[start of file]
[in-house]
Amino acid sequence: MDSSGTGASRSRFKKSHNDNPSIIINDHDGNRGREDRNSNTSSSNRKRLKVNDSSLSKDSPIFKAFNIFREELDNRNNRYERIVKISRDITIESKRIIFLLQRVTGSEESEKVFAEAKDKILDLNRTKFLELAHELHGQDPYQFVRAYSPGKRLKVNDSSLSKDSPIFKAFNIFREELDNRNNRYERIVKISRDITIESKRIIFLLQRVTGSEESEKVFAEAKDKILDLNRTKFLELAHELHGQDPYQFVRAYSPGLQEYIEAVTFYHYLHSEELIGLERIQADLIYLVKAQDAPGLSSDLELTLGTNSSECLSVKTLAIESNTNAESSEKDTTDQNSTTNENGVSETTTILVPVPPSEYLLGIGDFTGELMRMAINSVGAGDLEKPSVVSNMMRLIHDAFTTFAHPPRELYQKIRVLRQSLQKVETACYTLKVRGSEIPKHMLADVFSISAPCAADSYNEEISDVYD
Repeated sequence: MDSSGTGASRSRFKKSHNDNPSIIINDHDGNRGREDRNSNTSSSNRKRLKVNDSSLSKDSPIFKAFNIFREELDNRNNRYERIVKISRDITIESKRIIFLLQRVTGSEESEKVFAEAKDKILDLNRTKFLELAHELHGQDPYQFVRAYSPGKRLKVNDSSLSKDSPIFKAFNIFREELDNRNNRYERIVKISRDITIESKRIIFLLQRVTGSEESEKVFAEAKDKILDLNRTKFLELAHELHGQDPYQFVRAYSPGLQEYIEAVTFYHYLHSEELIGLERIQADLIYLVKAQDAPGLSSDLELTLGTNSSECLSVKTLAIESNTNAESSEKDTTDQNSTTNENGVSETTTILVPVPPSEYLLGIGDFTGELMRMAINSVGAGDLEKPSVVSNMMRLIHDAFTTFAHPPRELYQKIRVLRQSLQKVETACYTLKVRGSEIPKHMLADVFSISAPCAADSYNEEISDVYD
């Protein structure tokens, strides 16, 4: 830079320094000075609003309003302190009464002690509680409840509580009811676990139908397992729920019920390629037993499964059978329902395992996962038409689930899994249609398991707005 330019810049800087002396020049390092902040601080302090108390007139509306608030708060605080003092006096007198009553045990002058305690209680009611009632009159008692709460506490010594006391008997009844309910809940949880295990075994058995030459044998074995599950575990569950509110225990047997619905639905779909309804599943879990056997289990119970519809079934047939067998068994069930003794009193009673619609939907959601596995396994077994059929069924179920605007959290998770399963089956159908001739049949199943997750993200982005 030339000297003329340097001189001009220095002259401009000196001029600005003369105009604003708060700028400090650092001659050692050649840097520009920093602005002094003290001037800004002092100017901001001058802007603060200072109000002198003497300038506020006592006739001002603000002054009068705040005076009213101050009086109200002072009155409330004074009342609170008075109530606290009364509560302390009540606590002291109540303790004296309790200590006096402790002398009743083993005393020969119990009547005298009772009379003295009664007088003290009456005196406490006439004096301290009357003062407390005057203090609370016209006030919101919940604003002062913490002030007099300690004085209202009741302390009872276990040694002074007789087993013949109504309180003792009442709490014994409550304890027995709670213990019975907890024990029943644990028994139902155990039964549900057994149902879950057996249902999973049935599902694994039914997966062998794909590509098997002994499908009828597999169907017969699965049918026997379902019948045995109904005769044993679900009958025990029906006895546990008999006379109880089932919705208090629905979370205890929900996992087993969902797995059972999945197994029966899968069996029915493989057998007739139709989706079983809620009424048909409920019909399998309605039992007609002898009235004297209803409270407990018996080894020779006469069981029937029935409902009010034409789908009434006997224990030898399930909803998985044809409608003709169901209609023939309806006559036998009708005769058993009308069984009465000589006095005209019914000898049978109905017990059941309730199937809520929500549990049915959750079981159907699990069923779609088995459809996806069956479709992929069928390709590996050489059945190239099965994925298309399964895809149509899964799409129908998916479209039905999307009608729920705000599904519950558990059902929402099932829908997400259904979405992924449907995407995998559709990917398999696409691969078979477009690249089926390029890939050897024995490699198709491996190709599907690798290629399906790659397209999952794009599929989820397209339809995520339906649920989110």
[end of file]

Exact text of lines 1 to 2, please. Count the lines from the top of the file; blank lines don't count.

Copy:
[in-house]
Amino acid sequence: MDSSGTGASRSRFKKSHNDNPSIIINDHDGNRGREDRNSNTSSSNRKRLKVNDSSLSKDSPIFKAFNIFREELDNRNNRYERIVKISRDITIESKRIIFLLQRVTGSEESEKVFAEAKDKILDLNRTKFLELAHELHGQDPYQFVRAYSPGKRLKVNDSSLSKDSPIFKAFNIFREELDNRNNRYERIVKISRDITIESKRIIFLLQRVTGSEESEKVFAEAKDKILDLNRTKFLELAHELHGQDPYQFVRAYSPGLQEYIEAVTFYHYLHSEELIGLERIQADLIYLVKAQDAPGLSSDLELTLGTNSSECLSVKTLAIESNTNAESSEKDTTDQNSTTNENGVSETTTILVPVPPSEYLLGIGDFTGELMRMAINSVGAGDLEKPSVVSNMMRLIHDAFTTFAHPPRELYQKIRVLRQSLQKVETACYTLKVRGSEIPKHMLADVFSISAPCAADSYNEEISDVYD